With the return of market volatility, slowing global growth, increasing debt levels, and growing trade and political tensions, it is time to take another look at Corporate Risk Management. It’s been 2+ years since the OCC Bulletin 2016-05 that formalized the regulatory requirements for the three lines of defense, i.e. Front Line, Independent Risk Management, and Internal Audit. The same bulletin discussed the importance of board-level risk appetite as the defining edge of tolerance for the institution’s risk governance framework.
Since 2016, the independent risk management function has been categorized by financial institutions and regulators as an oversight control function complementing compliance and internal audit. Second line risk management is best described as the thin layer of risk management that manages enterprise risk reporting, executes challenges on model risk, and manages corporate policies over credit, market, and operational risk within the economic and regulatory capital capacity of the financial institution.
Over the last two years, I have seen improvement in risk controls at large financial institutions because of the split between the first line risk controls and the second line of defense. However, I see gaps going forward as the first line is focused on attaining annual financial growth goals and less on sustainable risk-adjusted returns and the second line of defense is too far removed from the changes in the net income.
Why does that matter?
As I mentioned in the first sentence, risks are rising driven by debt levels, margin pressures, financing costs, and uncertainty in government actions.
Debt Levels by the US Government and Corporate America are so high that every 25 bps increase in interest rates increases the risk of crowding out the better corporate and consumer borrowers.
Total corporate debt has swelled from nearly $4.9 trillion in 2007 as the Great Recession was just starting to break out to nearly $9.1 trillion halfway through 2018, quietly surging 86 percent (Cox, 2018). Former Fed Chair Janet Yellen, recently stated, “I think a lot of the underwriting of that [corporate] debt is weak.” (Franck, 2018)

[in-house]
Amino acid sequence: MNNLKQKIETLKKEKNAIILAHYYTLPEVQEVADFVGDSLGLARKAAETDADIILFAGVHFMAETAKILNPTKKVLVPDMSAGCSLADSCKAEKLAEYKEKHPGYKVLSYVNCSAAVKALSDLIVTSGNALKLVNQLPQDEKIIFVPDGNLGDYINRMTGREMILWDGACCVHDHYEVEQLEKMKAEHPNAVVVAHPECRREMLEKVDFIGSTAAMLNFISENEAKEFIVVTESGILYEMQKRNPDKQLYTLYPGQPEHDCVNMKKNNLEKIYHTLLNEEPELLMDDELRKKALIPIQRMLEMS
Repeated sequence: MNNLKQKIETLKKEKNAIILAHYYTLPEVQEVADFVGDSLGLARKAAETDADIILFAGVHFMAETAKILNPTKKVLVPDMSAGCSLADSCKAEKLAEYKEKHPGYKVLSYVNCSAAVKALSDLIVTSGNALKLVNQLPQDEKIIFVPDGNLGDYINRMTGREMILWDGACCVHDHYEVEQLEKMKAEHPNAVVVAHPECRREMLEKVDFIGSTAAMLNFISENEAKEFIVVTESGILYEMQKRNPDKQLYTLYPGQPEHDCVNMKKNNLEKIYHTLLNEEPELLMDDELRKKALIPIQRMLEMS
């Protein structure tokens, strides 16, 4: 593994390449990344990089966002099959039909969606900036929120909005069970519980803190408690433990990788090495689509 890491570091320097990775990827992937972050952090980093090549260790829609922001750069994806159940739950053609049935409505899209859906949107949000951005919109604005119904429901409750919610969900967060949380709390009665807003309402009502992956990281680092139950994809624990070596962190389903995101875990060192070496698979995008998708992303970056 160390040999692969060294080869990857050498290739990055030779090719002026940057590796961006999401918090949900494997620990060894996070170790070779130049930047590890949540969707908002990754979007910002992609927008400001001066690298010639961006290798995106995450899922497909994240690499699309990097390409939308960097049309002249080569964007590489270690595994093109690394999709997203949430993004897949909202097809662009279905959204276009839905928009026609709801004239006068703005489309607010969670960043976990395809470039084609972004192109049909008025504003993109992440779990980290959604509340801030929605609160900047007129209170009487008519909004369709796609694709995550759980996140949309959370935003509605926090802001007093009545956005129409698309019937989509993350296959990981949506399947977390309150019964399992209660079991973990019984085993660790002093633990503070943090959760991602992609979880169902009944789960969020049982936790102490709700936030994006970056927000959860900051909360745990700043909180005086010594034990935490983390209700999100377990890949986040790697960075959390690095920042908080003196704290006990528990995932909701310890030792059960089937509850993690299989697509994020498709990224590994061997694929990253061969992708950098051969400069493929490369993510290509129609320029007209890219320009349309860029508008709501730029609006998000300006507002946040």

Federal Debt has grown from 10 Trillion in September 2008 to 21.5 Trillion in September 2018 (US Department of the Treasury, 2018). For 2019, the US government debt levels will increase by 1.24 Trillion, which is greater than the projected 2019 deficit of $984 Billion. Looking at the next five-year projected budget deficits, one realizes that the Federal debt will grow by at least $1 Trillion a year (Chantrill, 2018).
The United States had the third highest debt to GDP (105%) of developed countries in 2017, following Japan (253%) and Italy (132%) (Trading Economics, 2018). With projected rising US debt levels, long term rates may rise even if the economy slows. If China stops buying our debt, interest rates will rise, and money will further shift from the Stock Market to the Bond Market.
When the 10-year interest rates are above 3% or when the Fed increases interest rates by only 25 bps, why is that so impactful? The answer is simple. The size of the debt is so large that a small change is significant. The debt is so large that every 25 bps Fed Funds rate increase causes an increase of 50 bps of US debt relative to the GDP due to interest expense.
What should risk management do?
The next recession could be driven by the level of government debt and exacerbated by increased corporate financing costs causing a material decline in profitability.
Risk Management needs to take a more strategic view to manage various interest rate and political outcomes that could have on adverse effect on yield-based assets. The US Banks are vulnerable to net margin declines in 2019 (Ensign et al., 2018). My next Blog will review how banks are saddled with lower yielding assets. Now is the time for Risk Management and Finance to carefully consider how to improve the future risk-return profile of the balance sheet.
Chantrill, C. (2018). Federal Deficit Analysis . Retrieved December 17, 2018, from https://www.usgovernmentspending.com/us_federal_deficit.php
Cox, J. (2018, November 21). A $9 trillion corporate debt bomb is ‘bubbling’ in the US economy. Retrieved December 17, 2018, from https://www.cnbc.com/2018/11/21/theres-a-9-trillion-corporate-debt-bomb-bubbling-in-the-us-economy.html
Ensign, R., & Prang, A. (2018, December 16). Small Banks Brace for Deposit Wars as Interest Rates Rise. Retrieved from https://www.wsj.com/articles/small-banks-brace-for-deposit-wars-as-interest-rates-rise-11544976000/
Franck, T. (2018, December 11). Former Fed Chair Yellen says excessive corporate debt could prolong a downturn. Retrieved December 17, 2018, from https://www.cnbc.com/2018/12/11/janet-yellen-says-excessive-corporate-debt-could-prolong-a-downturn.html
Trading Economics. (2018). United States Gross Federal Debt to GDP. Retrieved December 17, 2018, from https://tradingeconomics.com/united-states/government-debt-to-gdp
U.S. Department of the Treasury. (2018). REPORTS. Retrieved December 17, 2018, from http://www.treasurydirect.gov/govt/direct.gov/govt/reports/pd/histdebt/histdebt_histo5.htm